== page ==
To mark Rheumatoid Arthritis Awareness Week (13-18 September) we are focusing on the effects of this debilitating disease on the hip joint. However, rheumatoid arthritis can affect any joint in your body and if you suspect you may have the condition, it is important to seek medical help.
What is rheumatoid arthritis?
Rheumatoid arthritis is an autoimmune disease that causes the body’s immune system to mistakenly attack healthy joints in your body. Unfortunately, there is no cure for this chronic condition, which often starts in the smaller joints and spreads throughout the body, attacking the hips later in life as the disease becomes more advanced. Rheumatoid arthritis differs from osteoarthritis as the latter is linked to age-related wear and tear, whereas the former is an autoimmune condition that attacks the linings of your joints, causing painful swelling that can lead to cartilage and bone erosion and joint deformity.
Rheumatoid arthritis can also cause other, secondary symptoms that may affect the skin, eyes, organs, blood vessels, nerves and bone marrow.
Who is at risk?
Although anyone can develop rheumatoid arthritis, certain factors increase your risk. It is more common in women than men and often begins during middle age. However, rheumatoid arthritis can occur in much younger patient groups. Being overweight may increase your risk and a family history of the disease also increases your likelihood of developing rheumatoid arthritis. Smoking may increase both the risk of developing the disease and its severity.
Symptoms of rheumatoid arthritis of the hips
The symptoms of rheumatoid arthritis may flare up at certain times and be better at other times. The following could all be associated with rheumatoid arthritis of the hip and we recommend further investigation if you are experiencing these symptoms:
- Hip pain, which may be intermittent but is often worse during physical activities such as walking, running or going upstairs.
- As the disease progresses, the pain may increase and become more continuous even when resting. The joint may feel warm or tender.
- A dull ache in the buttock, groin or thighs.
- Stiffness in the hips, particularly in the morning. This normally improves with movement.
- Mobility problems.
- Fatigue, anaemia and loss of appetite.
People with rheumatoid arthritis have an increased chance of certain related conditions including osteoporosis, infections and rheumatoid nodules on the elbows, lungs and heart. There is also a risk of heart problems, lung disease and lymphoma.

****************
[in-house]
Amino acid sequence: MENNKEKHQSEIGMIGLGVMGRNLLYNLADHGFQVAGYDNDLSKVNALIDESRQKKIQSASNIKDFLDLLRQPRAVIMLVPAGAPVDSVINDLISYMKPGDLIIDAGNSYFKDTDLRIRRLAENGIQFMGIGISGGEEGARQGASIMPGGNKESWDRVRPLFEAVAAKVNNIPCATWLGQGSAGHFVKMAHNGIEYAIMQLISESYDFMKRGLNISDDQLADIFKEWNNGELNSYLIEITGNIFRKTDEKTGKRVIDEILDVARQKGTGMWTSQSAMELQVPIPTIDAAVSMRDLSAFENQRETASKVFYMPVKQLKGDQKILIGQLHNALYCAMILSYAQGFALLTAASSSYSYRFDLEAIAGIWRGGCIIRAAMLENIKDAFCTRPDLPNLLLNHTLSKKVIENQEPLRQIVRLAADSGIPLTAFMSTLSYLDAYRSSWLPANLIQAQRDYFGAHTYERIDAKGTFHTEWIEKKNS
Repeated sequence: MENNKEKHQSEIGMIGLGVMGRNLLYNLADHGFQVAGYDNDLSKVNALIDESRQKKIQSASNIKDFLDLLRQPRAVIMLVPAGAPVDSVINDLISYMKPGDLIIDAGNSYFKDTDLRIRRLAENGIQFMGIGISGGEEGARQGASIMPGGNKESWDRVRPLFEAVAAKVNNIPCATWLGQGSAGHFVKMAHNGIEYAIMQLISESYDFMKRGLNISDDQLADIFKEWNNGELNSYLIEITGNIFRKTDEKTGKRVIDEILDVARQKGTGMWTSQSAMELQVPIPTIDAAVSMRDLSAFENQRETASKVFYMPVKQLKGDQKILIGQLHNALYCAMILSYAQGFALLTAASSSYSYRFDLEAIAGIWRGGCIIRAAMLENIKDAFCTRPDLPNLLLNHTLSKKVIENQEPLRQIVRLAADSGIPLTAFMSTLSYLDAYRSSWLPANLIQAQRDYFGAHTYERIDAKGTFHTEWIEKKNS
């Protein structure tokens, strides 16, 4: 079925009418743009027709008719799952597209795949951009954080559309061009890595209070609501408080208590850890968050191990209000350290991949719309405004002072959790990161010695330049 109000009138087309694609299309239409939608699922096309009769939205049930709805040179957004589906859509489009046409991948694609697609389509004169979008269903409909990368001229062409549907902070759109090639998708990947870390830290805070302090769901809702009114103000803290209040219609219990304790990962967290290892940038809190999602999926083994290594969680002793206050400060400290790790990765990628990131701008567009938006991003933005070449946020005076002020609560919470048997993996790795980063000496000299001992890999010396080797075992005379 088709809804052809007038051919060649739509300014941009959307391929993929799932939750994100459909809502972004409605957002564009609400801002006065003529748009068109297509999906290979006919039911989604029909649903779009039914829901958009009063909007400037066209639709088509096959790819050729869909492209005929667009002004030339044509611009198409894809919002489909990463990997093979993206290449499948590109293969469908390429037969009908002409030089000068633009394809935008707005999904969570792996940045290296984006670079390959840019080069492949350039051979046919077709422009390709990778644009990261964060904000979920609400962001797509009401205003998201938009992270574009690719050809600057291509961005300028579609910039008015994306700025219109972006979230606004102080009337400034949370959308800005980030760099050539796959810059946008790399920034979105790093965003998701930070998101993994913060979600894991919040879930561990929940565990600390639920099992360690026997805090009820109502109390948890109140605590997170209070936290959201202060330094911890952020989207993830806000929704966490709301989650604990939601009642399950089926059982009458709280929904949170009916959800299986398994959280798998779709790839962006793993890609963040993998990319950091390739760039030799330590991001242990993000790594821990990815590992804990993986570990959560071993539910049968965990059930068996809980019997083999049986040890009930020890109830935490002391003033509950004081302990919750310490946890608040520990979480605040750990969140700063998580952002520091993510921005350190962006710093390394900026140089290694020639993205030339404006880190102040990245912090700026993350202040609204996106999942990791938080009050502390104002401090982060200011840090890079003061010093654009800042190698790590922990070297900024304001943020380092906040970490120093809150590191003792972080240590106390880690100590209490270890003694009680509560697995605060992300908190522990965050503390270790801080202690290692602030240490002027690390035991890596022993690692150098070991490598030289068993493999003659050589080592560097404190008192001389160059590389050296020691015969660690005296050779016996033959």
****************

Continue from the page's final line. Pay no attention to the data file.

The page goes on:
If your doctor suspects rheumatoid arthritis you will be given a physical examination to assess your levels of pain and joint mobility and they will ask about any family history of rheumatoid arthritis. You may be given blood tests to check for markers of inflammation and Rheumatoid factor, or sent for diagnostic imaging tests, such as MRI, ultrasound or X-ray.
Treatment options for rheumatoid arthritis of the hips
Although there is no cure for rheumatoid arthritis, there are things you can do at home to relieve your symptoms. Medical treatments are available that can help you to achieve periods of remission, when symptoms lessen or disappear.
If you are experiencing hip pain, using warm compresses can help to reduce stiffness in your joint while ice packs can relieve pain. Relaxation and meditation can help to lessen stress, which reduces overall inflammation in the body. Low impact exercises such as walking, swimming and yoga can help to ease pain and improve mobility.
In the early stages of the disease, over the counter painkillers and anti-inflammatories can help to manage pain. As the condition worsens, your doctor may offer injections of corticosteroids into your hip joint to help relieve symptoms. Disease-modifying anti-rheumatic drugs slow the progression of the disease and reduce inflammation, while a new class of anti-rheumatic drugs called ‘biologics’ target specific parts of the immune system that trigger an inflammatory response.
As the disease becomes progressively worse you may need hip replacement surgery which involves removing the diseased hip joint and replacing it with a prosthetic implant.
If you have symptoms that could indicate rheumatoid arthritis of the hip, contact us to discuss a diagnosis and relevant treatment options. Although the disease cannot be cured, early diagnosis can help to slow its development and improve your quality of life.
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Please be reassured that despite the ongoing UK Covid-19 pandemic, types of orthopaedic treatments are now again being routinely offered to patients. Having the vaccine does not mean that your treatment won’t go ahead. However, in some circumstances, such as for planned surgery, it is advisable to delay it by a couple of weeks to ensure your body responds in the optimum way to the vaccine. If in doubt, please talk to your orthopaedic consultant or contact us for more guidance to help get your orthopaedic treatment back on track.
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